Hispanics are the largest minority group in the nation, comprising an estimated 17 percent of the population, but Cortez Masto will take Reid’s seat next year as only the fourth in the chamber, alongside Sens. Ted Cruz (R-Texas), Marco Rubio (R-Fla.), and Robert Menendez (D-N.J.).
And when Cortez Masto tapped two Hispanic men in her initial rollout of seven senior staffers, immigration activist and Bernie Sanders adviser Erika Andiola took notice. “Oh, look at all those Latinas she hired in her senior staff! A grand total of … 0,” Andiola, who now works for Sanders’ Our Revolution group, posted on Facebook.
Rey Benitez, who will be Cortez Masto’s communications director next year, credits Reid’s diversity initiative with helping him navigate the Hill job-searching process and hailed Reid for building a staff that reflects the ethnic diversity of Nevada.
“There is much to be done” to build on what Reid’s office has done to shape a Senate staff more representative of the nation, said Benitez, now Hispanic media adviser to the departing Democratic leader. However, he praised “the progress we’ve made” given that “in the actual governing body, we still don’t have much diversity.”
Benitez said Cortez Masto’s future staffing announcements would include diverse hires.
Harris’ office has yet to announce hires beyond her incoming chief of staff, but signaled her focus on the issue by naming minorities as two of her three Senate transition co-chairs. And Rep. Tammy Duckworth (D-Ill.), a disabled veteran raised by a Thai-Chinese mother and American father, will bring her own unique background to the diversity-hiring push when she joins the Senate next year.
“Diversity of background, experience and physical ability among the public servants in Congress is critical to effectively representing the entire nation and addressing the concerns of all Americans,” Duckworth spokesman Ben Garmisa said by email.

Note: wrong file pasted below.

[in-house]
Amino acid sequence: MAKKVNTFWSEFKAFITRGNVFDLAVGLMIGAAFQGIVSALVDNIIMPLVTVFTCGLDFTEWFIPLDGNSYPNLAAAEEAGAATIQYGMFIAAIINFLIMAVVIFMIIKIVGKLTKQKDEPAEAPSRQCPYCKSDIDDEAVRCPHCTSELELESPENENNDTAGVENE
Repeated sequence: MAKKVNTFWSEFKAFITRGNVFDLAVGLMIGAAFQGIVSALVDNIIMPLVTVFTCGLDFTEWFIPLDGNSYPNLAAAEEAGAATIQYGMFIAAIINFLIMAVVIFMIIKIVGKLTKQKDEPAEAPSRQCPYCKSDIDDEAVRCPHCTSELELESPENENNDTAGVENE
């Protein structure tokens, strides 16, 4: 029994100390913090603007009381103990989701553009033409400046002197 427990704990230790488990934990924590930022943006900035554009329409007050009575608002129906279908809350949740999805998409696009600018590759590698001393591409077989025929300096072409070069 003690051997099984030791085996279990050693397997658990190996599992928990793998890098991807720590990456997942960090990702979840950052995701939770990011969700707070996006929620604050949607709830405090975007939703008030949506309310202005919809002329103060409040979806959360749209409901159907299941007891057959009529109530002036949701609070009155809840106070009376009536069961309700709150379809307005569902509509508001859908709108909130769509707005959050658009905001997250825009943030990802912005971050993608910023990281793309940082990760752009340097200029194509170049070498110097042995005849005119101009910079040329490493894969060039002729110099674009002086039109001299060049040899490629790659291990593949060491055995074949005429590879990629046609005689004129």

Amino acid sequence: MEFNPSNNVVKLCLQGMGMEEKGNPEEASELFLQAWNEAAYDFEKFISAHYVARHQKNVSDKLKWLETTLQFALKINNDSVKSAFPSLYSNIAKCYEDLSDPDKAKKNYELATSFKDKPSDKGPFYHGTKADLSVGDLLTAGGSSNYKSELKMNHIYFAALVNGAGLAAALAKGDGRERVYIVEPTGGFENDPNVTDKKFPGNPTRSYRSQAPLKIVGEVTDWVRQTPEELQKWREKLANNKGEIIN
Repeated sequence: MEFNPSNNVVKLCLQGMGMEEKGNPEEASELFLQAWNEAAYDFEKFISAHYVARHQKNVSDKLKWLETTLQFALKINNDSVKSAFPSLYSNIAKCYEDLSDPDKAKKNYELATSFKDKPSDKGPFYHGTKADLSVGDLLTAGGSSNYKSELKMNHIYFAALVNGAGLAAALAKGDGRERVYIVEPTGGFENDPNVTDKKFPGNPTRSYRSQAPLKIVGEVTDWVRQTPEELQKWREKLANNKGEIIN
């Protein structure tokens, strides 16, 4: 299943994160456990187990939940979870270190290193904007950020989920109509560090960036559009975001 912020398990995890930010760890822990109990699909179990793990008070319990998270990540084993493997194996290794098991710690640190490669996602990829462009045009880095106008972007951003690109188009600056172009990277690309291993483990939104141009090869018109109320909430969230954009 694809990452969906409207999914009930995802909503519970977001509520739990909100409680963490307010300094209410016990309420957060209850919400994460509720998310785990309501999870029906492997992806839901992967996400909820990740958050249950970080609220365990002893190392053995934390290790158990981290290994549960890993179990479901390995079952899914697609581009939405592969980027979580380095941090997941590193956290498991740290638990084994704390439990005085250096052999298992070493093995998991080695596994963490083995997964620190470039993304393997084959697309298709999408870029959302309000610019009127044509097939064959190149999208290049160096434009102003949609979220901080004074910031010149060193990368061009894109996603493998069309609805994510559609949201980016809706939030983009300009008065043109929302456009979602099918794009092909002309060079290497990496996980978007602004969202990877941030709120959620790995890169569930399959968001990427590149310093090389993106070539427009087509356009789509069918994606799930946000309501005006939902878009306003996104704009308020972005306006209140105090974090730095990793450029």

Schumer showed his commitment to expanding minority hiring by attending a June retreat of former and current staffers working on the issue. His office has several options on the table, including a proposed Senate Democratic version of the National Football League’s “Rooney Rule” requiring interviews of diverse candidates for senior jobs without an enforced mandate to hire them.
The draft bill creating a chief diversity officer, however, also would require offices to report their hiring statistics — shining a potentially critical light on minorities’ problems breaking into the exclusive and elite Senate. One current Senate Democratic aide working on the diversity effort said Schumer’s office has privately supported the idea that statistics on minority hiring be made available to lawmakers and the public.
A senior aide to one Democratic senator said that “the idea has merit” but questioned the wisdom of pitching the diversity legislation while the party remains in the minority. “We need to get our own house in order,” the chief of staff said. “To turn it into a political football is to debase the bill.”